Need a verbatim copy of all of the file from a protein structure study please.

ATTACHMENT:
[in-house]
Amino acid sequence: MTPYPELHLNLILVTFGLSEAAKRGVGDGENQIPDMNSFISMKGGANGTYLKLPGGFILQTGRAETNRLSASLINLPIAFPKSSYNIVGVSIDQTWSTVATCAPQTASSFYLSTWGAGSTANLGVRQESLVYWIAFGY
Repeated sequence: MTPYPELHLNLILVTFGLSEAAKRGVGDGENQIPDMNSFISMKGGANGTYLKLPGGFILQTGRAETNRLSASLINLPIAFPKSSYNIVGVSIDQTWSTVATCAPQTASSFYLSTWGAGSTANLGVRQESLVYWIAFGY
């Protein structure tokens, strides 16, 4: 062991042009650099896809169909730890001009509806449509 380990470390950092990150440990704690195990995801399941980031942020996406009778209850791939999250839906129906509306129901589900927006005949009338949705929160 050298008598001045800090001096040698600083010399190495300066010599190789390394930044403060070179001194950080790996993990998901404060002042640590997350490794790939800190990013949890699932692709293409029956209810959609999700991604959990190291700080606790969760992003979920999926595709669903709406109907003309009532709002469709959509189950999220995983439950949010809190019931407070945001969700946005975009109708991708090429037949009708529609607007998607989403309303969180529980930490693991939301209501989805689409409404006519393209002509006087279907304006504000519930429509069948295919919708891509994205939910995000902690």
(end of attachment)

[in-house]
Amino acid sequence: MTPYPELHLNLILVTFGLSEAAKRGVGDGENQIPDMNSFISMKGGANGTYLKLPGGFILQTGRAETNRLSASLINLPIAFPKSSYNIVGVSIDQTWSTVATCAPQTASSFYLSTWGAGSTANLGVRQESLVYWIAFGY
Repeated sequence: MTPYPELHLNLILVTFGLSEAAKRGVGDGENQIPDMNSFISMKGGANGTYLKLPGGFILQTGRAETNRLSASLINLPIAFPKSSYNIVGVSIDQTWSTVATCAPQTASSFYLSTWGAGSTANLGVRQESLVYWIAFGY
């Protein structure tokens, strides 16, 4: 062991042009650099896809169909730890001009509806449509 380990470390950092990150440990704690195990995801399941980031942020996406009778209850791939999250839906129906509306129901589900927006005949009338949705929160 050298008598001045800090001096040698600083010399190495300066010599190789390394930044403060070179001194950080790996993990998901404060002042640590997350490794790939800190990013949890699932692709293409029956209810959609999700991604959990190291700080606790969760992003979920999926595709669903709406109907003309009532709002469709959509189950999220995983439950949010809190019931407070945001969700946005975009109708991708090429037949009708529609607007998607989403309303969180529980930490693991939301209501989805689409409404006519393209002509006087279907304006504000519930429509069948295919919708891509994205939910995000902690």